VS12 added two problems that didn't exist with VS8. Presumably, to facilitate computation speed, VS12 only does compression with power of 2 ffts. This can result in a dvd which is half empty. This was not the case with VS8 and results, of course, in a slightly poorer quality rendering. The difference is minor but is not a trade off I would have preferred. More significant is the algorithm VS12 uses to determine whether otherwise conforming video needs to be transcoded. This is a terrible algorithm and VS12 very often refuses to create a dvd without transcoding even though such transcoding is neither desired or necessary. VS8 dealt with this issue by not providing an algorithm. This was a much preferred solution since it allowed the user to develop his own algorithm.
VS12 has one additional feature that is extremely helpful. It extracts the principle parameters that were used to create the original data set. While VS12 doesn't provide all the potentially useful parameters and it sometimes gets some wrong, what it does provide is enormously helpful. It facilitates the processing of narrow or wide screen video from various sources without the operator always having to pay attention to the internal parameters to avoid unnecessary transcoding.
Despite it's shortcomings, VS12 is a very good program. There is one major flaw. VS7 will not run on Windows 7! This brings us to VS5, VS6 and VS7. These should probably have been labeled VS5, VS5.1 and VS5.2 . They run on Windows 7. That is their principle advantage. VS6 corrects some glaring errors and VS7 adds some minor tweaks.

Cons: In the implementation of VS7, some serious problems have arisen. Despite computing on a much more powerful processor with more memory and a higher end video card, VS7 performs worse than VS12 on some key operations. First is the multi-trim video window. If you take an incremental step or move the slider well into the video, it could be several seconds for the image to respond. Unlike the performance noted for VS12, with VS7, slowly moving the slider will not result in smoothly advancing video. At best, there will be a jerky movement, sometimes it takes seconds to catch up. Oddly, there have been a few video data sets that I have processed that scrolled smoothly. Why? I have no idea why most but not all video responds poorly. Somewhat analogously, the computation necessary to place chapter points seems painfully slow.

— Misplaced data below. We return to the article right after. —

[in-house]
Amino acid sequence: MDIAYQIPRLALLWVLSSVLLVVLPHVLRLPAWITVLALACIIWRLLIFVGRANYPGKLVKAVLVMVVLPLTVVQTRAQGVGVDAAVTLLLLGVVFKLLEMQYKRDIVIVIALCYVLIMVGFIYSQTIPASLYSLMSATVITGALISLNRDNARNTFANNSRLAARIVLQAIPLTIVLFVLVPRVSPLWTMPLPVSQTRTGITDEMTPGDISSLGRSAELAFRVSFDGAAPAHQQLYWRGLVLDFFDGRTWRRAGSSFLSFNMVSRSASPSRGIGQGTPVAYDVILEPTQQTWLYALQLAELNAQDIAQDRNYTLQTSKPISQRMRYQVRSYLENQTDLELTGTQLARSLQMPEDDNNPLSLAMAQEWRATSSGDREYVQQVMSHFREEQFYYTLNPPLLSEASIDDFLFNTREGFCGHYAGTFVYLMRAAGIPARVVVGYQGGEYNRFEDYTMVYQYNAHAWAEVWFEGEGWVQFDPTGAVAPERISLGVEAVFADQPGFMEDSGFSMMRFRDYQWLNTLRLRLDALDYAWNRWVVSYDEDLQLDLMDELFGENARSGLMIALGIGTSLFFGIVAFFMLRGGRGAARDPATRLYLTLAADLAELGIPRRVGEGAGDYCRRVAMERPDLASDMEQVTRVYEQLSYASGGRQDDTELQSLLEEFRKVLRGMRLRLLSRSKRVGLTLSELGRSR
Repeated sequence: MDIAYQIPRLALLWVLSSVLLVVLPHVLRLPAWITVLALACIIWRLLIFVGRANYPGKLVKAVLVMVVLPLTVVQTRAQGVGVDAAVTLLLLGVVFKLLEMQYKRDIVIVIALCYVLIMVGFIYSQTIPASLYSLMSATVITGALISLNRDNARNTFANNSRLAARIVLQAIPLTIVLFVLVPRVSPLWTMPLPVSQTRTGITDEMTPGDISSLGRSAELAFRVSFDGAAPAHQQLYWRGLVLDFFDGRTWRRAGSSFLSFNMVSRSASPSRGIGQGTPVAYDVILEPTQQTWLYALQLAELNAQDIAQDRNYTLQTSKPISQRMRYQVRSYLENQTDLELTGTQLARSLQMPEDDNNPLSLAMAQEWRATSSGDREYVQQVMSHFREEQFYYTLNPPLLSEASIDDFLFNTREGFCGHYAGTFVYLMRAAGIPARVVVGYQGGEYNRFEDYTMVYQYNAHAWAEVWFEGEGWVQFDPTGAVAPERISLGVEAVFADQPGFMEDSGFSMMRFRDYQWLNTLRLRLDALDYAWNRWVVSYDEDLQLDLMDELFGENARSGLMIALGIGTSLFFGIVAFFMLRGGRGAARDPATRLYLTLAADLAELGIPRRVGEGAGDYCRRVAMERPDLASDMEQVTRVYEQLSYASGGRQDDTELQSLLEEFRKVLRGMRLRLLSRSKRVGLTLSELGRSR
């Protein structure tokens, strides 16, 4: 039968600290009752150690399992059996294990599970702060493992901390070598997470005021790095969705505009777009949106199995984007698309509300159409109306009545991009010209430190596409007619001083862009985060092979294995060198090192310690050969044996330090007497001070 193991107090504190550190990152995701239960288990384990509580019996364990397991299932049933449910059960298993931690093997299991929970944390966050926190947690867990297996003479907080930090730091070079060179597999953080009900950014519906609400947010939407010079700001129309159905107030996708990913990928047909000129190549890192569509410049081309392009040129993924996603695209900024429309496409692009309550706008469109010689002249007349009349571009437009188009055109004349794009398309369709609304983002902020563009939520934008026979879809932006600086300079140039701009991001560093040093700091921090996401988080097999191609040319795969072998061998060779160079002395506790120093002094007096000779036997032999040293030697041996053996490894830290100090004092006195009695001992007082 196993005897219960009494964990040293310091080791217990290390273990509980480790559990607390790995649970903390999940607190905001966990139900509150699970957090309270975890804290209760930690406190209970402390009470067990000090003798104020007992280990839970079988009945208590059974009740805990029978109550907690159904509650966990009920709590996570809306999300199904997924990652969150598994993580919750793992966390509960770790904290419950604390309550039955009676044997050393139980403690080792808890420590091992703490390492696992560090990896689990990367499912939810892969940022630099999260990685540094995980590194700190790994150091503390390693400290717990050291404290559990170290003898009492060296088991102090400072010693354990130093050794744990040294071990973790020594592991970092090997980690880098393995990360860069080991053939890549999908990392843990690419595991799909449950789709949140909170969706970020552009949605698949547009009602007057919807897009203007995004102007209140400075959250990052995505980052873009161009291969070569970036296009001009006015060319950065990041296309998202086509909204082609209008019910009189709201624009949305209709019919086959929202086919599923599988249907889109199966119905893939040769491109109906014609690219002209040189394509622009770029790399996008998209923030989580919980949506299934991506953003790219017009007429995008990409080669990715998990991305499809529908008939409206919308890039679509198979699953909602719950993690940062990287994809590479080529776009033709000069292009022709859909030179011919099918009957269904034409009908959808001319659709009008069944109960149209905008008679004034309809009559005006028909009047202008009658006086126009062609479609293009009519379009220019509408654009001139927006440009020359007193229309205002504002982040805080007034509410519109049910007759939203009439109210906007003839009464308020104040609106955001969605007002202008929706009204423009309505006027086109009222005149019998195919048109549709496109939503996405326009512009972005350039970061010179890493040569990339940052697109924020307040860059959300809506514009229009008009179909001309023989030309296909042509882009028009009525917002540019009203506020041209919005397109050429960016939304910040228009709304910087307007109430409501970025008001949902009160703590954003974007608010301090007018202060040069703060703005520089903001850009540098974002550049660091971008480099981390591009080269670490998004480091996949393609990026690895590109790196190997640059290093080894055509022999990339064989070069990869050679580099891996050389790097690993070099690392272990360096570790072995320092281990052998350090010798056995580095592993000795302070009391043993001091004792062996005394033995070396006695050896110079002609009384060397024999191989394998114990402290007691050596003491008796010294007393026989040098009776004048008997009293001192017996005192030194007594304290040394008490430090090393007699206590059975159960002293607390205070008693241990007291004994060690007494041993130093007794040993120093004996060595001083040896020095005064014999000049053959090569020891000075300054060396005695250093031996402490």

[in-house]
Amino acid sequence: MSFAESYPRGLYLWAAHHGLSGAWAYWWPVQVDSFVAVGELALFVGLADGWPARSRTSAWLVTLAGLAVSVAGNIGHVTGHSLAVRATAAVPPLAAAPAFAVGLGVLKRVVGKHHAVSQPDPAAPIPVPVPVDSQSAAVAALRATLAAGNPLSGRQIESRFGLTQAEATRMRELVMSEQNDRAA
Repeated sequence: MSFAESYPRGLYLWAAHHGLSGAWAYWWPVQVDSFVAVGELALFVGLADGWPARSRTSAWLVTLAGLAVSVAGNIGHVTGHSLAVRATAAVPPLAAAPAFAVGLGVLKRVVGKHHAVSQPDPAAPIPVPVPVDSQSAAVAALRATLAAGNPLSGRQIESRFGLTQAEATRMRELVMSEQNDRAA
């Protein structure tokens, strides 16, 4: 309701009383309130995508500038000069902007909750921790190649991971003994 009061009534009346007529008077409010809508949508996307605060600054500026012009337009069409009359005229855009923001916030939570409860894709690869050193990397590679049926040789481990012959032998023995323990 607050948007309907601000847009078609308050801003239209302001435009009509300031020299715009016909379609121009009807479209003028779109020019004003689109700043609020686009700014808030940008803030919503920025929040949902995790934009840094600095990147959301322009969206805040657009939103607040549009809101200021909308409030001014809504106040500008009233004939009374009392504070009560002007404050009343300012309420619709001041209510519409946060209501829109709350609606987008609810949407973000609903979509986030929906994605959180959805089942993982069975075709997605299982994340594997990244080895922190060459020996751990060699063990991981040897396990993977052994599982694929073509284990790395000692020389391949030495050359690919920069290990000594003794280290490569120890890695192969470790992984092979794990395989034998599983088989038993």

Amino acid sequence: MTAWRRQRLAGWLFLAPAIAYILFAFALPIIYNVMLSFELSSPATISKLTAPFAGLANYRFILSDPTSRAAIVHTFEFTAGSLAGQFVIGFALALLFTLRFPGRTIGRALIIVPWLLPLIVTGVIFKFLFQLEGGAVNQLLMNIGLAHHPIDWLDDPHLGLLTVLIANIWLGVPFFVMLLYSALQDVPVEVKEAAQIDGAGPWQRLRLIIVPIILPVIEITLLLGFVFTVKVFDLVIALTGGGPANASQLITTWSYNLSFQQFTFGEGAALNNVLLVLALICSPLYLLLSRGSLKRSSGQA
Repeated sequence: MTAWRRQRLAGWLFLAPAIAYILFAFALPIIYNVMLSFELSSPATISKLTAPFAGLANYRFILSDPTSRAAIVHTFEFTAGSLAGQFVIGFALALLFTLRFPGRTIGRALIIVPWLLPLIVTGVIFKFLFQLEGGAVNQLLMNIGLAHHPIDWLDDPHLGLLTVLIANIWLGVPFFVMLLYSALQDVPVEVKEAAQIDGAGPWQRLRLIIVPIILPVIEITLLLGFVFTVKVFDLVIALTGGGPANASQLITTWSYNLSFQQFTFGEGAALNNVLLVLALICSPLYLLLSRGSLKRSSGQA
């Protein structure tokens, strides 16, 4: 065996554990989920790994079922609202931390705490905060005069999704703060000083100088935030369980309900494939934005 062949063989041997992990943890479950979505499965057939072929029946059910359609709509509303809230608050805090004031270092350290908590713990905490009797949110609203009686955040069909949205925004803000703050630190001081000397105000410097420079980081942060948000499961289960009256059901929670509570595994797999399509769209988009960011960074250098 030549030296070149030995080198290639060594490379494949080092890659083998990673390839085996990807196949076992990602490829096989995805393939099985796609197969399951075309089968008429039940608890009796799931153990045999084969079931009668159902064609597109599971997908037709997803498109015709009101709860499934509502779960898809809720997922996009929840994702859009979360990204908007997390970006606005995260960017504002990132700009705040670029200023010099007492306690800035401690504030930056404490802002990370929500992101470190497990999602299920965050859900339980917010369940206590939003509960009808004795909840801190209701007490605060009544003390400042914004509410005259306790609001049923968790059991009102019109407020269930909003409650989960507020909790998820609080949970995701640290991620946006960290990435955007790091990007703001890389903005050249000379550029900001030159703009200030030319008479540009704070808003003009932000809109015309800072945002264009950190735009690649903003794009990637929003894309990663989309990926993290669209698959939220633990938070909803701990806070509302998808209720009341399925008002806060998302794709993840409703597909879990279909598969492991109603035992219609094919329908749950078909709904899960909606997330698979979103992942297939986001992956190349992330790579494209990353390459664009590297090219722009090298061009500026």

One improvement VS7 has over VS12 is in transcoding performance. It is fast and in general (data set dependent of course) of good quality. The power of 2 limit on ffts is gone and that is good.
There is one final problem with VS7 (VS6 and VS5 also) that can only be considered a bug, not a feature. Unlike VS12, VS7 does not extract the parameters that were used to create the original video. This makes it more difficult to avoiding unnecessary transcoding. Obviously, the program knows what parameters a video must have for it to be considered conforming. It just hides this information from the operator. The operator can determine these parameters from another source. Ideally, if he enters them correctly, the program will avoid transcoding. If one parameter is wrong, bingo-transcode. Does the program tell you which parameters are wrong? No, of course not. It turns out that if the video data set has a bff parameter and the operator correctly enters bff, the program changes it to tff. Later, when the program is checking for conforming video, it will never find conforming video since the video is bff but the parameter entered by the operator was changer to tff. It is impossible to stop the program from transcoding the data. Fortunately, there is a workaround. The trick is to first process the video using VS12. If VS12 runs to completion, problem solved, VS7 is not needed. If VS12 fails to finish because the data set is to large for VS12's flawed algorithm or for certain other reasons, save the project file and data and use VS7 to complete the computation. Through some unclear means, bff is correctly transmitted through the project file and will result in a video that has properly avoided transcoding. This is what I do and while it is a little annoying, it works.

Other Thoughts: It may be that VS7 has improved hd capability and that my criticisms have masked this. In any event, I like and use these programs and will continue to do so unless or until something better comes along.